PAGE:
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How the coronavirus outbreak impacts China’s agriculture and livestock breeding


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Coronavirus outbreak in China

The World Health Organization (WHO) recently announced that the epidemic triggered by the new type of coronavirus in China is an international emergency for public health.

This classification is defined as “an extraordinary event” that constitutes a “risk to public health in other states, through the international spread of the disease” and for counteracting which a “coordinated international response” is needed.

The announcement was made by Tedros Adhanom Ghebreyesus, Director-General of WHO, at the end of the Emergency Committee meeting, consisting of independent experts.

The rapid spread of the virus, which has reached 20 countries, has changed the vote in the Committee. Previous alerts of this kind have been issued in the case of Ebola, Zika, and H1N1.

The coronavirus outbreak, which has infected more than 20,000 people, has disrupted global trade and supply chains, lowered asset prices and forced multinational companies to make tough decisions, reports the Wall Street Journal.

The isolation of China, amid the epidemic, a rare situation for such a vital economic power, is affecting the whole world. The US, as well as governments in Europe and Asia, are applying new regulations to block access from China, while major airlines have suspended their flights and companies have suspended their expats from managing positions.

The economic impact of the coronavirus outbreak in China

The drop in oil demand, whose price has fallen 16% since China identified the coronavirus, prompted Saudi Arabia, the de facto leader of the Organization of Petroleum Exporting Countries, to convene an emergency meeting. China is the world’s largest oil importer, and Wuhan City, where the virus first emerged, is one of the essential hubs for oil and gas supply. Two big customers for Saudi oil, China National Chemical Corp. and Hengli Petrochemical, with a refinery capacity of nearly one million barrels per day, reduced their purchases.

Since the virus first appeared in Wuhan, the largest city in central China, in late December 2019, it has killed more than 450 people, mainly in mainland China. To date, there are approximately 140 cases in 20 countries outside mainland China, including eight in the US.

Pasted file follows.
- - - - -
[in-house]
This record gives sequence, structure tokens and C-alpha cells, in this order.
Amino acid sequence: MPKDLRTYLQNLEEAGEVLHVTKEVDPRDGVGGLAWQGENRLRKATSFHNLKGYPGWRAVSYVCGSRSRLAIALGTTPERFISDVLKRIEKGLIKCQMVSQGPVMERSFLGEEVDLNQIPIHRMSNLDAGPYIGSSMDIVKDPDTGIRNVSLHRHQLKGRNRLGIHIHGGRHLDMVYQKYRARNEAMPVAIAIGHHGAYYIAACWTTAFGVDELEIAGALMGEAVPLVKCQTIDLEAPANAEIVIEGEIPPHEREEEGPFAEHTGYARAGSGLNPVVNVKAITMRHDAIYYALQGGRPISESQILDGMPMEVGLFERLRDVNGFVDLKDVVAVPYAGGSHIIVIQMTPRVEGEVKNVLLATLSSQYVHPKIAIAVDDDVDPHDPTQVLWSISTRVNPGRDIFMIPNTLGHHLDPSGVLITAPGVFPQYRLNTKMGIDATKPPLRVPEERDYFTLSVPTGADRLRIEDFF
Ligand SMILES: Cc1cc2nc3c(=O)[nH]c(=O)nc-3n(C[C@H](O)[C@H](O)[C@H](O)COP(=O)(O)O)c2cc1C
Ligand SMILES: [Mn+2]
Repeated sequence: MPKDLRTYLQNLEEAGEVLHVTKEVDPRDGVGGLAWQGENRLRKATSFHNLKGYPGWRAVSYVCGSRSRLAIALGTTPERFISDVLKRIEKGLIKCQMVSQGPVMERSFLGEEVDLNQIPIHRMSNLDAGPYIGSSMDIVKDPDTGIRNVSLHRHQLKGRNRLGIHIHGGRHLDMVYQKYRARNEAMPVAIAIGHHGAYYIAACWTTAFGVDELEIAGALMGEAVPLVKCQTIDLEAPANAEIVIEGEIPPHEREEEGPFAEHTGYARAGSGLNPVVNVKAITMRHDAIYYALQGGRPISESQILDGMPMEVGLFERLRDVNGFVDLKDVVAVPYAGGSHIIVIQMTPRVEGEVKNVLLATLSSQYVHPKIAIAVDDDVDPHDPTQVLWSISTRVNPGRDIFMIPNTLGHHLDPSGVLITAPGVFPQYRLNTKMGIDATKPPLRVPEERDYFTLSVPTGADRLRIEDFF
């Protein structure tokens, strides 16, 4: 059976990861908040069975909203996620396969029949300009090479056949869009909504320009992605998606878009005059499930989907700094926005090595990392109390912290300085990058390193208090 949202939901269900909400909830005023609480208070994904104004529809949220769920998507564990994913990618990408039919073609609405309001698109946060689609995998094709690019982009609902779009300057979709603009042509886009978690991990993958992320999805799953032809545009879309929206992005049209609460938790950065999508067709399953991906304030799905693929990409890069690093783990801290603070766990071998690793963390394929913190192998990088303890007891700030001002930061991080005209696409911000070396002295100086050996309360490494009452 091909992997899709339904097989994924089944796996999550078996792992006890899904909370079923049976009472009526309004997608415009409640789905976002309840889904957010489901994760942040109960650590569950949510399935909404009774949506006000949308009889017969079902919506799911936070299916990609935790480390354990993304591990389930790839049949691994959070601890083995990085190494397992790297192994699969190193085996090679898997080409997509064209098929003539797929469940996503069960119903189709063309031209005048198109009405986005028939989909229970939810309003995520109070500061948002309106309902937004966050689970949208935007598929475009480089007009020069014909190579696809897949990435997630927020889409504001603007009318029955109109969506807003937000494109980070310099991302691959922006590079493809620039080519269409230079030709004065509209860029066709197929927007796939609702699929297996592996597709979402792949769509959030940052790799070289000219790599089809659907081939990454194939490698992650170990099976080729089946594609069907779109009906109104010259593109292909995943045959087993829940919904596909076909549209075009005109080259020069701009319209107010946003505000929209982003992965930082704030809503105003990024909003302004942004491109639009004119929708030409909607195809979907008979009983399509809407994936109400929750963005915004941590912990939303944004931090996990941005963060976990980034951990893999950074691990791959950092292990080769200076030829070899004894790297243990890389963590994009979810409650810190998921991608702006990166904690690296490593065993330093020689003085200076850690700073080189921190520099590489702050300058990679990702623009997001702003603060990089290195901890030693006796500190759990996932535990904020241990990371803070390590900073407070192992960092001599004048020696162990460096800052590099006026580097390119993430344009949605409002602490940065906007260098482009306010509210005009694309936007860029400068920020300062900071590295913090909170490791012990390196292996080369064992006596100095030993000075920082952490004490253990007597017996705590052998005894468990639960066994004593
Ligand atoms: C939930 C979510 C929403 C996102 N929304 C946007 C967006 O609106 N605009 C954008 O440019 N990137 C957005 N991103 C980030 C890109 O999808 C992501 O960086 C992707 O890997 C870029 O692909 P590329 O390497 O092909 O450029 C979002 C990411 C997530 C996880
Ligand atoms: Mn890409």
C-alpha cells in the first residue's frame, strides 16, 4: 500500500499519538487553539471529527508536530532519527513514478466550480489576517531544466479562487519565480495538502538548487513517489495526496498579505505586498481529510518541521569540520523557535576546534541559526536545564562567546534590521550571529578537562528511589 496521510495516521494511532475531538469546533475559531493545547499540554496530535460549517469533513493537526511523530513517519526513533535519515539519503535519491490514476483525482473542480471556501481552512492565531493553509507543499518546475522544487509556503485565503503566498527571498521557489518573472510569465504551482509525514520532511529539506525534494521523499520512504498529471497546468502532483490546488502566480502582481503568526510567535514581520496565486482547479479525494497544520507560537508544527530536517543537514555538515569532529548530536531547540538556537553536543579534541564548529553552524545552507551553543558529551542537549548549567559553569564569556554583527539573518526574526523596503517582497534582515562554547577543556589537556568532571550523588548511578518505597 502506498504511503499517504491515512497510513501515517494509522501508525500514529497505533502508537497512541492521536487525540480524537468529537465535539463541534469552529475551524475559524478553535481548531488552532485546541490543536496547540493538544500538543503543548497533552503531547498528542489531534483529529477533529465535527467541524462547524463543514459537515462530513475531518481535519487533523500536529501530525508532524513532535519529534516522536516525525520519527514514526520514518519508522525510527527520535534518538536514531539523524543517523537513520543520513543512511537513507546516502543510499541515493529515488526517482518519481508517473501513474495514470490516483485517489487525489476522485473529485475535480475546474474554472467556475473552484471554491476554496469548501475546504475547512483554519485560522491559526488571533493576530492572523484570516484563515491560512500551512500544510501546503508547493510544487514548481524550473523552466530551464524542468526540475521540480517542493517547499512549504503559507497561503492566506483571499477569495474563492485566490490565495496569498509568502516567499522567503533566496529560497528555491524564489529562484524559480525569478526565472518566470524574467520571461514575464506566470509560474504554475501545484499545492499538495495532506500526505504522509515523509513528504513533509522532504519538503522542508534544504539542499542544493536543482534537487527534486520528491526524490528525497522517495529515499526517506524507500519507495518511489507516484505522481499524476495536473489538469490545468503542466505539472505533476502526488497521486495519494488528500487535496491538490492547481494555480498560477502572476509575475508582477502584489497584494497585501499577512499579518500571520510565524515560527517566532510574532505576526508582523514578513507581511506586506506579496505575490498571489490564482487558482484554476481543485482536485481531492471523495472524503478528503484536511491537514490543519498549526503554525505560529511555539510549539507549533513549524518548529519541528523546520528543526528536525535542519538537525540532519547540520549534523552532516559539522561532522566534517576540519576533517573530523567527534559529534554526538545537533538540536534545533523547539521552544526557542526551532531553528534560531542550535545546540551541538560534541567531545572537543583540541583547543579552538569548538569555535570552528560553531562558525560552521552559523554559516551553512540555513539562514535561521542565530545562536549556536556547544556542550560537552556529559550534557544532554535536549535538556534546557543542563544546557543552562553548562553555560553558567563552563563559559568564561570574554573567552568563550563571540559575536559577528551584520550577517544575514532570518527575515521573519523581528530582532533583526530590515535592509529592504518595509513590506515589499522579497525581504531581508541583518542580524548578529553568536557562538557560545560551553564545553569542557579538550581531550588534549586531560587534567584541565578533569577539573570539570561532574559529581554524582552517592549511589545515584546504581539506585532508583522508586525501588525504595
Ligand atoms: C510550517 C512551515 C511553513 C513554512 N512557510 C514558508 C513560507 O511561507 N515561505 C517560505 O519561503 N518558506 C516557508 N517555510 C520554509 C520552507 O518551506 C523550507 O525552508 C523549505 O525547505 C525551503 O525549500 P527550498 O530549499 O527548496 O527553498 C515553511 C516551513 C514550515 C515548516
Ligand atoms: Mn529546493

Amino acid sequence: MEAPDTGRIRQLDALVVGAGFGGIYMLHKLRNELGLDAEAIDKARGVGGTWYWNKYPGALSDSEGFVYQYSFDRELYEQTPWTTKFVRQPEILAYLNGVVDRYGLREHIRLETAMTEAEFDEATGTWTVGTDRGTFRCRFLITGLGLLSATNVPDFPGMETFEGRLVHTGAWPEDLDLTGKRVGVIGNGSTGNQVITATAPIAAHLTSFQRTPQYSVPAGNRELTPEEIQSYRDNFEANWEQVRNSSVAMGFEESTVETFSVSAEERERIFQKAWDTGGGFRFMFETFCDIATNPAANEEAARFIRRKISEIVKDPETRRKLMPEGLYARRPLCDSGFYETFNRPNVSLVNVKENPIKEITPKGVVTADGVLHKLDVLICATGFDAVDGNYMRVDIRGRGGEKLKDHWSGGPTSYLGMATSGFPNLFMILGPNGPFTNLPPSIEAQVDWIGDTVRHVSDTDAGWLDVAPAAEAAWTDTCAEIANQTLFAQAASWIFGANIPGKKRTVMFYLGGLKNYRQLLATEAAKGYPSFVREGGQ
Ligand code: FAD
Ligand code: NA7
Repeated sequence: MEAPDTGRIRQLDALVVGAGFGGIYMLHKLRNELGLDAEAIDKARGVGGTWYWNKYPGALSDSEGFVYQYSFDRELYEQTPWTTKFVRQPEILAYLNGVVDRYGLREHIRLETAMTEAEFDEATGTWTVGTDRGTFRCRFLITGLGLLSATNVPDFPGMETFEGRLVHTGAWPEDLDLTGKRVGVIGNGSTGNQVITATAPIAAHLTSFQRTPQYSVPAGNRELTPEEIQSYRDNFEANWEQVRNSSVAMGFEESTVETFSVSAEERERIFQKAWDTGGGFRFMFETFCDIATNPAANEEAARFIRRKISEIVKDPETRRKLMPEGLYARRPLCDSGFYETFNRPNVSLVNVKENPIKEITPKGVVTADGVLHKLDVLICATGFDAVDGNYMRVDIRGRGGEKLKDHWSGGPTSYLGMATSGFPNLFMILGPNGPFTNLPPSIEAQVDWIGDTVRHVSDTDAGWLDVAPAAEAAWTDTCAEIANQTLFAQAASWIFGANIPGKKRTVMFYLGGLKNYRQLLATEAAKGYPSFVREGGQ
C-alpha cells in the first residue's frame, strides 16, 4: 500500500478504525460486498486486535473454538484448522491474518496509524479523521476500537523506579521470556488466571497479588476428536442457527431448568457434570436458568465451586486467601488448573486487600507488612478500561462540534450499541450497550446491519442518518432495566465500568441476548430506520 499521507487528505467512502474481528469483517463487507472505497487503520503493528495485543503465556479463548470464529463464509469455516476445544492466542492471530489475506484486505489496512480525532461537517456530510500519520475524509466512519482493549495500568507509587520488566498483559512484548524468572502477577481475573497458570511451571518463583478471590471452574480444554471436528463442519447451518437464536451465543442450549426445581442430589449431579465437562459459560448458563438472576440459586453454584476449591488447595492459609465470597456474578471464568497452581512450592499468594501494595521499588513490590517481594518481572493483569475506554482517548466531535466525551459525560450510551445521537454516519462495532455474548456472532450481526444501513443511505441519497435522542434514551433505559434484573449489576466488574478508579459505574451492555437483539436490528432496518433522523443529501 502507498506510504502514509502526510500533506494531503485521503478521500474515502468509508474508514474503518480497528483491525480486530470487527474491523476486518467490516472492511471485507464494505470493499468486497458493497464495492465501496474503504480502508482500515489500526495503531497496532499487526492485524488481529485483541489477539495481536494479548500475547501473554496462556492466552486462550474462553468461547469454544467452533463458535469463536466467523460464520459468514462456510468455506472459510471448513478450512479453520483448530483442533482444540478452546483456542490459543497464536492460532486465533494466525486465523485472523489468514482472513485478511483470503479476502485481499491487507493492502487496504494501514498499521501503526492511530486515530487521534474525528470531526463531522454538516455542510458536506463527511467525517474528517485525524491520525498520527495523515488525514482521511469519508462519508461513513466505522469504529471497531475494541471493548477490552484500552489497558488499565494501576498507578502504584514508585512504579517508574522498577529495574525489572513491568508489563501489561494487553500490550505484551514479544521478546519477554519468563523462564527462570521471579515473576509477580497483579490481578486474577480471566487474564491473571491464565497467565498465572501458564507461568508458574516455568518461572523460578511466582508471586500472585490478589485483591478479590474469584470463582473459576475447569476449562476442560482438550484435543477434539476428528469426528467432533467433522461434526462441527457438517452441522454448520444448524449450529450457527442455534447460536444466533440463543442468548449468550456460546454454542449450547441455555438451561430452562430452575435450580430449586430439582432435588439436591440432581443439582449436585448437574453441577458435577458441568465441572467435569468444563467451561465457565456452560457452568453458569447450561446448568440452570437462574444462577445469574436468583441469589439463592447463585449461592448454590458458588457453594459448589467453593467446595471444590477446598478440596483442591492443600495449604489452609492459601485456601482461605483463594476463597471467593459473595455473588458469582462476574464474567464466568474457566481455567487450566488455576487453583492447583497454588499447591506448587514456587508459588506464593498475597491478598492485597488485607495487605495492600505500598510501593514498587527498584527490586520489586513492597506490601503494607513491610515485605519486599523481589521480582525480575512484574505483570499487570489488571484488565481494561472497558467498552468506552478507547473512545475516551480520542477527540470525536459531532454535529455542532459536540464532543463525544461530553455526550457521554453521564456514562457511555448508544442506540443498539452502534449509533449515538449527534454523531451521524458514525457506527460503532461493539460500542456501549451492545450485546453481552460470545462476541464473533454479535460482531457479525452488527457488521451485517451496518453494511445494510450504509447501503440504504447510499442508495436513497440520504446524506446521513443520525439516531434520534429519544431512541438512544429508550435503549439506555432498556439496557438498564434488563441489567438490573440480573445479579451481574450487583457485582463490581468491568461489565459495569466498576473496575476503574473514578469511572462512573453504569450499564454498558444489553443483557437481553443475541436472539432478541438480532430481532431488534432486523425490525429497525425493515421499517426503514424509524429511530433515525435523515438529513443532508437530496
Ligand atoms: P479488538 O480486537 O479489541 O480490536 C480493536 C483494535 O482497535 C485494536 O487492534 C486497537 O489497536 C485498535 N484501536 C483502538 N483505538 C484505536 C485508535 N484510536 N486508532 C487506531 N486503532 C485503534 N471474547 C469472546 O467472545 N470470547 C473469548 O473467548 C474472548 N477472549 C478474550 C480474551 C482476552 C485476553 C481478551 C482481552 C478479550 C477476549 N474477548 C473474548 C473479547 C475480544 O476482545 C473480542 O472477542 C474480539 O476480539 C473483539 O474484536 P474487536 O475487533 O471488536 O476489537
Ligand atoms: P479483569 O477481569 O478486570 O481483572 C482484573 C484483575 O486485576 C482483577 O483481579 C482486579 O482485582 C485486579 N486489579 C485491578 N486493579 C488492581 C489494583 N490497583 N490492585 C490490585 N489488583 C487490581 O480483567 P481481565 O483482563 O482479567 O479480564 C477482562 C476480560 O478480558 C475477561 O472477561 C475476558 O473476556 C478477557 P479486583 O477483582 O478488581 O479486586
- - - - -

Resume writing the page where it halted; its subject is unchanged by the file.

Estimating the costs of the crisis is impossible. Last year, WHO revealed in a report that it has tracked 1,483 epidemic events in 172 countries between 2011 and 2018. The most expensive in recent history include $ 40 billion lost from SARS in 2003 and up to $55 billion during the swine flu epidemic since 2009, in both of which China is involved. An outbreak of Ebola in West Africa, from 2014 to 2016, cost $ 53 billion.

Previous disasters, including the 2011 floods in Thailand and the same-year earthquake and nuclear accident in Fukushima, Japan, have led to long-term changes in supply chains, even after immediate problems have been remedied. Some international companies have already sought to move from China before the outbreak of the virus, amid increased tensions between Washington and Beijing and rising labor costs in China.

China’s agriculture – strongly hit by the coronavirus epidemic

Gregory Gray, an infectious disease epidemiologist at Duke University was one of the voices that expressed their concern regarding the issue of animal agriculture in connection with the world’s growing cities. Approximately 705 of new infections arise from human-to-animal contact. SARS, Ebola and even HIV/AIDS are included in this category. These are all diseases that have spread widely among humans. The coronavirus outbreak also seems to be tied to animal contact in the well-known Wuhan marketplace.